Crop innovation: Mitigating the impact of the climate crisis in Africa
5 March 2021
A recently-published op-ed by IITA Director General, Nteranya Sanginga and International Maize and Wheat Improvement Center (CIMMYT) Director General, Martin Kropff, talks about CGIAR centers’ investment in long-term breeding to increase genetic gains in a vital food crop like maize using many new tools and technologies.
Sanginga and Kropff make a case for increasing investments in crop improvement and seed systems innovation to tackle the climate variability crisis in sub-Saharan Africa. They contend that “It is not enough to lower carbon emissions. African farmers need to adapt quickly to rising temperatures, drawn-out droughts, and sharp, devastating floods.” They note that higher yielding, multiple-stress-tolerant maize varieties allow smallholder farmers the opportunity not only to combat climatic variabilities, diseases, and pests but also effectively diversify their farms. “This will enable them in turn to have a better adaptation to the changing climates and access to well-balanced and affordable diets,” they continue.
CGIAR has led technological innovation and deployment to transform food systems for many decades, with two centers, IITA and CIMMYT, spearheading innovative maize research and development work in Africa’s stress-prone environments and successfully developing improved climate-adaptive maize varieties for sub-Saharan Africa through joint projects such as the Drought Tolerant Maize for Africa (DTMA) and Stress Tolerant Maize for frica (STMA) in partnership with diverse national and private sector partners in the major maize producing countries in Eastern, Southern, and West Africa.
The 10-year DTMA initiative, which began in 2007, has overseen the release of about 160 affordable and scalable maize varieties. Beyond climate-adaptation, both CIMMYT and IITA have developed maize varieties biofortified with provitamin A, as vitamin A deficiency is highly prevalent in populations across sub-Saharan Africa. Developed in partnership with HarvestPlus, these biofortified maize varieties are deployed in targeted countries in sub-Saharan Africa in collaboration with national programs and seed company partners.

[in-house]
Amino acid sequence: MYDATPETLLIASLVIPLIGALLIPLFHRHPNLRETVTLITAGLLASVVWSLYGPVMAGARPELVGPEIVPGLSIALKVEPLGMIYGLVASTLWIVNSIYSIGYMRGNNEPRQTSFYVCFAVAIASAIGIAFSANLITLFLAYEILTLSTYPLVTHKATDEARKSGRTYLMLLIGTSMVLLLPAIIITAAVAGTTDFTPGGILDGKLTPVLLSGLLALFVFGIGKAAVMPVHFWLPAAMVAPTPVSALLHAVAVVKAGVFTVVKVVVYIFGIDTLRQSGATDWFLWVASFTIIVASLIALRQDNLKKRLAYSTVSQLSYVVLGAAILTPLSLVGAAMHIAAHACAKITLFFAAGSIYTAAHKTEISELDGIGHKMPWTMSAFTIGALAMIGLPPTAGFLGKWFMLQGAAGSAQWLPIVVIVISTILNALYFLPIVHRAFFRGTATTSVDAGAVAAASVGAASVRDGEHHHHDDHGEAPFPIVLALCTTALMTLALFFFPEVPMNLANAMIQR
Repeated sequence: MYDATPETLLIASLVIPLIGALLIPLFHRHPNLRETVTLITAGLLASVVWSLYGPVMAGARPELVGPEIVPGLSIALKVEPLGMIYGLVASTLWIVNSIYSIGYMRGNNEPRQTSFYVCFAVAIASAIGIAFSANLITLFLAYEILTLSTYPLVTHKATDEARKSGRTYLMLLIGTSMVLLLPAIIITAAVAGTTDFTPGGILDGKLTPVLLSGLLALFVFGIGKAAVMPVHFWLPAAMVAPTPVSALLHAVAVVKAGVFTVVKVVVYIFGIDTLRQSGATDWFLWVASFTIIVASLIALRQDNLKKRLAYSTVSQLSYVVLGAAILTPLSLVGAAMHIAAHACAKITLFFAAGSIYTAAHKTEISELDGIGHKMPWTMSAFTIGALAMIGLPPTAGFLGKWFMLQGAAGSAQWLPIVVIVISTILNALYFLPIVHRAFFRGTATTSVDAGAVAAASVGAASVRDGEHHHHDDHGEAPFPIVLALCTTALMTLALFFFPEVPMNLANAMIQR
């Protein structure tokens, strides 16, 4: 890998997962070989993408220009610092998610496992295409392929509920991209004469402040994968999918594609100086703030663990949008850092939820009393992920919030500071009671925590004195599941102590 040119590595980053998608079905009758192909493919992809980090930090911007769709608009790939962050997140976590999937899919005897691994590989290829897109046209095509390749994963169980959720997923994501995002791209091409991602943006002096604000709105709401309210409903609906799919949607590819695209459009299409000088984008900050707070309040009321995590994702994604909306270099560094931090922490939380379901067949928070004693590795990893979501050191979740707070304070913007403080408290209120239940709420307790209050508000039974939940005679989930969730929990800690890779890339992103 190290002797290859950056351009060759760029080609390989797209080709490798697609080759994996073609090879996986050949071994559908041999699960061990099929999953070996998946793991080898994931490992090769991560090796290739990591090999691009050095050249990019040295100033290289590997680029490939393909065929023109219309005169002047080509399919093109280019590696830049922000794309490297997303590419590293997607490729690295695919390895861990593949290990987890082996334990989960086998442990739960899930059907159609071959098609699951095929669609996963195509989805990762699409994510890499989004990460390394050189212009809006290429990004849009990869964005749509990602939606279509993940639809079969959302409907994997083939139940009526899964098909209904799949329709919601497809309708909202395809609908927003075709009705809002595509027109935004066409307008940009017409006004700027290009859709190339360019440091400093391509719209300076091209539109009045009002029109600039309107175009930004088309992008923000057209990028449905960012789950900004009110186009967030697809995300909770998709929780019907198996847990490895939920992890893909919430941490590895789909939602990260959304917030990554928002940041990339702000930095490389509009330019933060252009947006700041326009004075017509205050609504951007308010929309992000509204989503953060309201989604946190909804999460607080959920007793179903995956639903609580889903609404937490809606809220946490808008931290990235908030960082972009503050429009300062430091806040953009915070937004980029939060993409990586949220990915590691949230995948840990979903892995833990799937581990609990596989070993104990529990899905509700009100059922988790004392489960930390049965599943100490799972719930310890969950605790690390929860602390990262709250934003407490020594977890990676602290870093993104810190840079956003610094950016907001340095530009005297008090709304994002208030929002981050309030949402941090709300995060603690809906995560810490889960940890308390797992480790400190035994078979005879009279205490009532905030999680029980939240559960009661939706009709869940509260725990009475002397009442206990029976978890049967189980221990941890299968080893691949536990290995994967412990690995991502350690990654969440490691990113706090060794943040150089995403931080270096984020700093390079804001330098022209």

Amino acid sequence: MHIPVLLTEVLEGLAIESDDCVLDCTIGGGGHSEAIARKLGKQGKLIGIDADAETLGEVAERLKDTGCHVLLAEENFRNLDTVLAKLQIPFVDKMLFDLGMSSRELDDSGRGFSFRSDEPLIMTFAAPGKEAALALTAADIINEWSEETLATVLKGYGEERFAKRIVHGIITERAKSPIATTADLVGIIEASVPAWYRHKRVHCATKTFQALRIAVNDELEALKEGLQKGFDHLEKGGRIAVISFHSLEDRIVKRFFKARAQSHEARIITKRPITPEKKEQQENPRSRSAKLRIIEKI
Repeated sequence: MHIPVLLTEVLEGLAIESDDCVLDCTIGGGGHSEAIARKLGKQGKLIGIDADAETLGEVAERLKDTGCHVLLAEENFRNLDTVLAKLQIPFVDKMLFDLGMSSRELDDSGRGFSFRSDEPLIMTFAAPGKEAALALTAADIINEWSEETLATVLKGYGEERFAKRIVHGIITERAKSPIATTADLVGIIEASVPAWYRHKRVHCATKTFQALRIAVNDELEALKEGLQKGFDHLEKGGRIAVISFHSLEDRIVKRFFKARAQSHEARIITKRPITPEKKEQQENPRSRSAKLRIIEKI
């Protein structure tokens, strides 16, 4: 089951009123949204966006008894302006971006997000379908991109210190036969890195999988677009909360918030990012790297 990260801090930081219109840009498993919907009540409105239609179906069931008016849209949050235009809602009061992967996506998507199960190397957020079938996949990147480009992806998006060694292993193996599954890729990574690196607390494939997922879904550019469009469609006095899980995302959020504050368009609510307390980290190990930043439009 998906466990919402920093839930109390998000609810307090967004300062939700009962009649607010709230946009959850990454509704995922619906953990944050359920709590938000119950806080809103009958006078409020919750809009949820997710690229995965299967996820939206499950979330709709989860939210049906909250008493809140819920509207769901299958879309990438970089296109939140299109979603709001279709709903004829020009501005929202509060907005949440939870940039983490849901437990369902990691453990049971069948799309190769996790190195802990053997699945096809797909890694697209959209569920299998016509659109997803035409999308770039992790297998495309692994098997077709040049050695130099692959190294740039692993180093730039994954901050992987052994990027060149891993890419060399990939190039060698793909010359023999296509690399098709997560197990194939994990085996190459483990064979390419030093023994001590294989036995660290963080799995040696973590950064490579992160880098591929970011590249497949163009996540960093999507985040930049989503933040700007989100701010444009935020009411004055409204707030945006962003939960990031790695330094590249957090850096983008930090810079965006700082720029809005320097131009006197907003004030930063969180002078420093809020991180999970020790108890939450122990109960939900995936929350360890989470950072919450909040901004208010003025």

The authors thanked the Bill & Melinda Gates Foundation for generously supporting long-running research. They said, “Bill Gates, who recognizes the essential role of CGIAR in ‘feeding our future’, also acknowledges that current levels of investment do not even amount to half of what is needed.”
The authors emphasized the need for expanded investments in maize breeding and seed system innovations to undergird climate resilience and provide food and nutritional security to millions of maize-dependent and resource-constrained smallholders and consumers in sub-Saharan Africa. They called for faster deployment of scientific innovations in food, land, and water systems at a larger scale and reduced cost, having a more significant impact where they are needed the most.
As part of its 50th anniversary celebrations, the CGIAR has unveiled its roadmap for a new 10-year strategy at the online 2021 Climate Adaptation Summit in January. The new sustainable research strategy puts climate change at the heart of its mission, emphasizing the realignment of food systems worldwide, targeting five impact areas: nutrition, poverty, inclusivity, climate adaptation and mitigation, and environmental health.
Through food system transformation, resilient agri-food systems, and genetic innovations, CGIAR’s ambition is to meet and exceed the Sustainable Development Goals (SDGs). UN Secretary-General Antonio Guterres has called for a concerted global effort to radically realign food systems to achieve the 17 SDGs by 2030.